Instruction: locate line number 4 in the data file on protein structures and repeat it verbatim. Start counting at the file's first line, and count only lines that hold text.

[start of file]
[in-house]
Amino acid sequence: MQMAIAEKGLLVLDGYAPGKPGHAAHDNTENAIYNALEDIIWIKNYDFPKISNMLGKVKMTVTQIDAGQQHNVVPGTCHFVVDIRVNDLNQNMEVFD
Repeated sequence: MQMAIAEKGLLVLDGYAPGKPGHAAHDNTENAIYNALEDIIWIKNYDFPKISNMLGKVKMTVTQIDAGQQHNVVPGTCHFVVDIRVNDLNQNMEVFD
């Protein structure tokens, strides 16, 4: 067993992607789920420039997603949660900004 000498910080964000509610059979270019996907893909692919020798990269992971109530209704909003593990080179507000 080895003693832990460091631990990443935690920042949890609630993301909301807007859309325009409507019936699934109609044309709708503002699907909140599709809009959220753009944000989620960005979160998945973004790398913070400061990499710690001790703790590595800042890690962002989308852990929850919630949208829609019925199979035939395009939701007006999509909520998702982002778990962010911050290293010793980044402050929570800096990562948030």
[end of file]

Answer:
């Protein structure tokens, strides 16, 4: 067993992607789920420039997603949660900004 000498910080964000509610059979270019996907893909692919020798990269992971109530209704909003593990080179507000 080895003693832990460091631990990443935690920042949890609630993301909301807007859309325009409507019936699934109609044309709708503002699907909140599709809009959220753009944000989620960005979160998945973004790398913070400061990499710690001790703790590595800042890690962002989308852990929850919630949208829609019925199979035939395009939701007006999509909520998702982002778990962010911050290293010793980044402050929570800096990562948030």